Many travails of Egina FPSO, implications for Nigeria
The vessel, conceptualised and built in South Korea, and integrated in Nigeria, to fulfil the Nigerian content requirement, has in the past few years crossed many hurdles that are unexpected of such milestone project that should bring Nigeria to limelight in terms of capacity and capability in vessel handling, engineering and welding space.
Egina’s travails begun from the Senate’s probe on cost variation to the threat of Nigerian Ports Authority (NPA) to bar it from entering Nigerian waters. The latest is the struggle between the partners that brought resources together to bring the dream of integrating the facility in Nigeria to reality.
The misunderstanding, which has lingered for weeks now has attracted another attention to the FPSO as uncertainties trail the final installation that would ensure oil productions from the $16 billion Egina oil field.
Specifically, the final installation on the vessel is currently delayed as a result of the lingering rift between LADOL and Samsung Heavy Industry Nigeria (SHIN).
The Lagos Deep Offshore Logistics (LADOL), concessionaire of the Takwa Bay Free Zone, had refused to renew Samsung’s license, which it said expired on September 2, 2018, over allegations of fraudulent practices and violation of Nigerian local content laws.
It has also barred officials of Samsung from accessing the facility for about three weeks (from September 3 to 27).
The Egina FPSO, built by Samsung Heavy Industries of Korea for Egina oilfield is expected to add 200,000 barrels per day of crude oil to Nigeria’s daily output when it comes on stream this December, but all indications showed that the output may be delayed.
Completion of work on the project had been delayed due to the misunderstanding between the parties.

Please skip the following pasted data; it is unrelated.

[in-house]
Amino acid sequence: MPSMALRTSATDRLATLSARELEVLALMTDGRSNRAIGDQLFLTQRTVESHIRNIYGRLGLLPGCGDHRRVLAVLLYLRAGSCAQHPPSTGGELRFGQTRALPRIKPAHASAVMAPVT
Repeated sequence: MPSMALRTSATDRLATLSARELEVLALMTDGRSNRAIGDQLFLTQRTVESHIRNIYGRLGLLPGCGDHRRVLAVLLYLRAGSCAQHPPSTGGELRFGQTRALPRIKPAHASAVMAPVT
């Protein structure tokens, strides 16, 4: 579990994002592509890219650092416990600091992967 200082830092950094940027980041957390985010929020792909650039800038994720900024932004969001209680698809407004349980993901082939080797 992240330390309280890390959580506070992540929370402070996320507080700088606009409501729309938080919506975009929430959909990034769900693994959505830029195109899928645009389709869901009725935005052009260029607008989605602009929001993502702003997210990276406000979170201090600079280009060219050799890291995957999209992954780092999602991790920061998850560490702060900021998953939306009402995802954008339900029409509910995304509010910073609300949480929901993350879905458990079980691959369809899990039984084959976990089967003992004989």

Chief Operating Officer, Samsung Heavy , Frank Ejizu, confirmed yesterday that the “delay arising from the crisis will definitely affect schedule of oil productions from Egina.”
He said, although the six topsides have been successfully integrated on the vessel, there are still more components that are needed to be installed offshore.
According to him, Samsung found it difficult to evacuate those components from its fabrication yard in Takwa Bay, because Ladol has denied them access for about three weeks.
“These issues have delayed completion than expected. Now, we have to employ more people and put in more money,” he said.
Ladol had alleged that Samsung excluded it from the local content element of the contract, but Ejizu said: “ Ladol was not excluded from participation, but failed to meet with their financial and contractual obligations…. Samsung did not push Ladol to take unreasonable financial burden for 80 per cent of share.
It was Ladol itself which insisted to take 80 per cent of share beyond its financial capacity.”
Managing Director, Samsung Heavy Industry Nigeria (SHIN), Youg-Ho Jo, denied that Total paid Samsung for the upgrade of facilities.
He said Total did not make any investment in the yard, adding that Total’s managing director was misinterpreted by Ladol.
He said the Total boss in a new letter dated 21 February.
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